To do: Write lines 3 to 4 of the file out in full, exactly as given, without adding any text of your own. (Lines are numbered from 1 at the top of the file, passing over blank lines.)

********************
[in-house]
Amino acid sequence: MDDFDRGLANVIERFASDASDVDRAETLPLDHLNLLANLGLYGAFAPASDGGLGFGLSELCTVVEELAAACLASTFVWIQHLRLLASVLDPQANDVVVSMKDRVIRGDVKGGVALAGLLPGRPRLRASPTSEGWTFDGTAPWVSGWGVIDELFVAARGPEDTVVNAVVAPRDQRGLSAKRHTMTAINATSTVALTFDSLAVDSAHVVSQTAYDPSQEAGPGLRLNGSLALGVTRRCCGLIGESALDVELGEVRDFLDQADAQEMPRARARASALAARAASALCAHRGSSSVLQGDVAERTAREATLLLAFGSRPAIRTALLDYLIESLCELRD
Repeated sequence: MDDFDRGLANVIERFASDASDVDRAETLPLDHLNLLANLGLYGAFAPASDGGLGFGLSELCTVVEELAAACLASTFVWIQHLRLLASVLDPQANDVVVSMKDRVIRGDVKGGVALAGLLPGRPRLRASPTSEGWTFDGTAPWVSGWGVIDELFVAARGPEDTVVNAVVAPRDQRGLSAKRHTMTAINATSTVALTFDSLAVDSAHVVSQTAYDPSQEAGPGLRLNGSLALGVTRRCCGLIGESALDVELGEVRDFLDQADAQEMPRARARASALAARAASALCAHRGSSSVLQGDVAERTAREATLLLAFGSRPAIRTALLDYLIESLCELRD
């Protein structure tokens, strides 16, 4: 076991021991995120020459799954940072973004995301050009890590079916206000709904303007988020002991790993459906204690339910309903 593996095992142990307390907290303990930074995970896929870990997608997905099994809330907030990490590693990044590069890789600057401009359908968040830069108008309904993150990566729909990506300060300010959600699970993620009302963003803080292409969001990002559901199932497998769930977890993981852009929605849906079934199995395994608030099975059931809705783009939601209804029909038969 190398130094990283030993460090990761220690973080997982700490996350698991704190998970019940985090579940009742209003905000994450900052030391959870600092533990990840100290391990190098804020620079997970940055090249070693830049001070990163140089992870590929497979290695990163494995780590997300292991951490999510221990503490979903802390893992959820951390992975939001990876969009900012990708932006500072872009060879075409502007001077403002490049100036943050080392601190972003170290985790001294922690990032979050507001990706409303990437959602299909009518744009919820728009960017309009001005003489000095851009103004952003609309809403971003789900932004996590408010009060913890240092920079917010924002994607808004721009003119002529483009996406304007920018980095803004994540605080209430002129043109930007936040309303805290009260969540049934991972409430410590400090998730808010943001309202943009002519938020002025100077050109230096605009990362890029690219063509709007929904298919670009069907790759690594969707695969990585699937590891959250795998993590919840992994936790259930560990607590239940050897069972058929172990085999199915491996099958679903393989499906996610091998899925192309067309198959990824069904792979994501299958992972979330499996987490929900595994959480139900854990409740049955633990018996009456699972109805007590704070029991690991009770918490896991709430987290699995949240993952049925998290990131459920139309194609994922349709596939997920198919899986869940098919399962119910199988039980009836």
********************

Repeated sequence: MDDFDRGLANVIERFASDASDVDRAETLPLDHLNLLANLGLYGAFAPASDGGLGFGLSELCTVVEELAAACLASTFVWIQHLRLLASVLDPQANDVVVSMKDRVIRGDVKGGVALAGLLPGRPRLRASPTSEGWTFDGTAPWVSGWGVIDELFVAARGPEDTVVNAVVAPRDQRGLSAKRHTMTAINATSTVALTFDSLAVDSAHVVSQTAYDPSQEAGPGLRLNGSLALGVTRRCCGLIGESALDVELGEVRDFLDQADAQEMPRARARASALAARAASALCAHRGSSSVLQGDVAERTAREATLLLAFGSRPAIRTALLDYLIESLCELRD
């Protein structure tokens, strides 16, 4: 076991021991995120020459799954940072973004995301050009890590079916206000709904303007988020002991790993459906204690339910309903 593996095992142990307390907290303990930074995970896929870990997608997905099994809330907030990490590693990044590069890789600057401009359908968040830069108008309904993150990566729909990506300060300010959600699970993620009302963003803080292409969001990002559901199932497998769930977890993981852009929605849906079934199995395994608030099975059931809705783009939601209804029909038969 190398130094990283030993460090990761220690973080997982700490996350698991704190998970019940985090579940009742209003905000994450900052030391959870600092533990990840100290391990190098804020620079997970940055090249070693830049001070990163140089992870590929497979290695990163494995780590997300292991951490999510221990503490979903802390893992959820951390992975939001990876969009900012990708932006500072872009060879075409502007001077403002490049100036943050080392601190972003170290985790001294922690990032979050507001990706409303990437959602299909009518744009919820728009960017309009001005003489000095851009103004952003609309809403971003789900932004996590408010009060913890240092920079917010924002994607808004721009003119002529483009996406304007920018980095803004994540605080209430002129043109930007936040309303805290009260969540049934991972409430410590400090998730808010943001309202943009002519938020002025100077050109230096605009990362890029690219063509709007929904298919670009069907790759690594969707695969990585699937590891959250795998993590919840992994936790259930560990607590239940050897069972058929172990085999199915491996099958679903393989499906996610091998899925192309067309198959990824069904792979994501299958992972979330499996987490929900595994959480139900854990409740049955633990018996009456699972109805007590704070029991690991009770918490896991709430987290699995949240993952049925998290990131459920139309194609994922349709596939997920198919899986869940098919399962119910199988039980009836």